The year was 1937, the seventy-fifth anniversary of the bloodiest day in US history to that time. In Hagerstown, Maryland the Washington County Historical Society, and the United States Antietam Celebration Committee were working together to host a celebration marking the event. Scheduled for September 4th through the 17th 1937, they planned on the celebration having something for everyone, parades, music, a carnival, household and farm exhibits, a livestock show, trains, and even blimps and airplanes! The only thing that they really seem to have missed was anything actually dealing with the Civil War or the 25,000 plus soldiers killed or wounded on that day (Sept 17th, 1862). It was more like a state fair than a memorial anniversary.
But still there would be bills to be paid, and what better than a new commemorative half dollar, just like so many other events had. (Yes SO many others) So with a friendly Senator in their pocket, Millard Tydings (Democrat from Maryland), and some back scratching in the halls of Government, the Act of June 24th, 1937 authorized the production of 50,000 half dollars to mark the anniversary.
William Marks Simpson was chosen to design the new coin. The obverse shows the bust of the two commanding Generals, Major General George B McClellan and General Robert E. Lee, facing left. Below the busts are their names and to either side are the mottoes IN GOD WE TRUST and LIBERTY. The country name UNITED STATES OF AMERICA is above the bust and the denomination HALF DOLLAR is below them. The outer inscriptions as separated by five stars, two on the left and three on the right. These stars represented McClellan’s and Lee’s ranks respectively.
The reverse shows a peaceful view of Antietam Creek Bridge (Later renamed Burnside Bridge after Union General Ambrose Burnside.) Around the scene is the legend SEVENTY-FIFTH ANNIVERSARY BATTLE OF ANTIETAM 1937. In the sky above the scene is the motto E PLURIBUS UNUM and below is THE BURNSIDE BRIDGE and the date of the battle September 17th 1862.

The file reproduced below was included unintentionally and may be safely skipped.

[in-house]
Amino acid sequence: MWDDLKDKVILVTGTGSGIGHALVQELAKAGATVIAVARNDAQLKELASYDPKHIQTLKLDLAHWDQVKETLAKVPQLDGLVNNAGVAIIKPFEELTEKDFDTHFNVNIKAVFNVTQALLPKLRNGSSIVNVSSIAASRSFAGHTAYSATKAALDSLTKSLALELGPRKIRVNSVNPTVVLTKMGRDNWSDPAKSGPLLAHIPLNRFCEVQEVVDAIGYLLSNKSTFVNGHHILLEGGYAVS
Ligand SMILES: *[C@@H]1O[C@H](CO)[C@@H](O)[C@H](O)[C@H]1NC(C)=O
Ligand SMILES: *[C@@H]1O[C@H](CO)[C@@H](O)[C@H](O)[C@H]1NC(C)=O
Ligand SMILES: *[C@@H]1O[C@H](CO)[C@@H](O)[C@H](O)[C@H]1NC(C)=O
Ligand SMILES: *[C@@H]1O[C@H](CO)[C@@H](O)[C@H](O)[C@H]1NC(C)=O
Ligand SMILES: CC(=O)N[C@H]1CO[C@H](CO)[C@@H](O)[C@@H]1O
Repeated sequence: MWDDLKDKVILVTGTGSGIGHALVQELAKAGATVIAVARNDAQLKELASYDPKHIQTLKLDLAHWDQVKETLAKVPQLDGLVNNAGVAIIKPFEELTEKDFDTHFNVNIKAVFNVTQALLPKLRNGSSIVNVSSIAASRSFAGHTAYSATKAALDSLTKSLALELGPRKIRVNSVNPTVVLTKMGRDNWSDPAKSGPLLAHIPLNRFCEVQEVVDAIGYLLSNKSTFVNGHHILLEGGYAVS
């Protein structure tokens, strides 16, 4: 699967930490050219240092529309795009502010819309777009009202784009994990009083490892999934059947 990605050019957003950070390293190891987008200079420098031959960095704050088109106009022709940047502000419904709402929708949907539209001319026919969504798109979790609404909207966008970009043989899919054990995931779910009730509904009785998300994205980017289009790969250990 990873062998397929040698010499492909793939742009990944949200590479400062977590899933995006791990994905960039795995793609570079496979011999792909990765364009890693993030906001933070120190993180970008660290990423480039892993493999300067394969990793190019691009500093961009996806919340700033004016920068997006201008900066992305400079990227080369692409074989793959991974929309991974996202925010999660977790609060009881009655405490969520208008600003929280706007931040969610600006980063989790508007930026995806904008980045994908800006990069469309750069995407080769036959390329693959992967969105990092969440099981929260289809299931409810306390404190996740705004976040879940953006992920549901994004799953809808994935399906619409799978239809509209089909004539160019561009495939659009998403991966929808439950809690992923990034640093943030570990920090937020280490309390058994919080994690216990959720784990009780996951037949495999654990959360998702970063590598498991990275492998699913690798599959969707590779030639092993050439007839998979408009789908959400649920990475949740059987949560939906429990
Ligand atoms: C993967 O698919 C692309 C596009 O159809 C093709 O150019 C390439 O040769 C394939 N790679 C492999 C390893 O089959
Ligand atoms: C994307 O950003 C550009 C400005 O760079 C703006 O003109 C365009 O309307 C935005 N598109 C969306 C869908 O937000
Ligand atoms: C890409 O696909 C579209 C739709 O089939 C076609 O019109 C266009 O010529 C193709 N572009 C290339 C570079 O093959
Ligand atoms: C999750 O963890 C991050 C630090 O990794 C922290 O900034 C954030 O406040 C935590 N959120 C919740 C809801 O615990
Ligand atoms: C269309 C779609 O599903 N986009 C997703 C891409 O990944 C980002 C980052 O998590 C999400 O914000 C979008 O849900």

The committees must have been pretty sure of the passage of the authorization act because they had the designs finished and approved by the Fine arts commission by April 16th, more than two months BEFORE the Act was passed. Even with this preliminary work done early it took some time before the cons were delivered. The committees had hoped to have them before August 1, but they did not arrive until the 12th. Still unlike many commemorative halves at least these arrived before the event.
Coins were sold at the celebration and by mail at the reasonable price of $1.65 each. But by this time collectors were pretty much fed up with the flood of commemorative half dollars coming out of the mint. (There had been eighteen different issues in 1936, plus continued issuance’s of several designs from years before that.) Although the authorized coinage was 50,000 (A much lower figure than many others.). Sales were flat and 32,000 coins were eventually shipped back to the mint for remelting. This meant the final mintage for the Antietam half was only 18,000.
This article was written by club memeber Michael Schmidt, and featured in the September 2015 eddition of The Chatter, which is the monthly newsletter for the Old Fort Coin Club out of Fr. Wayne, IN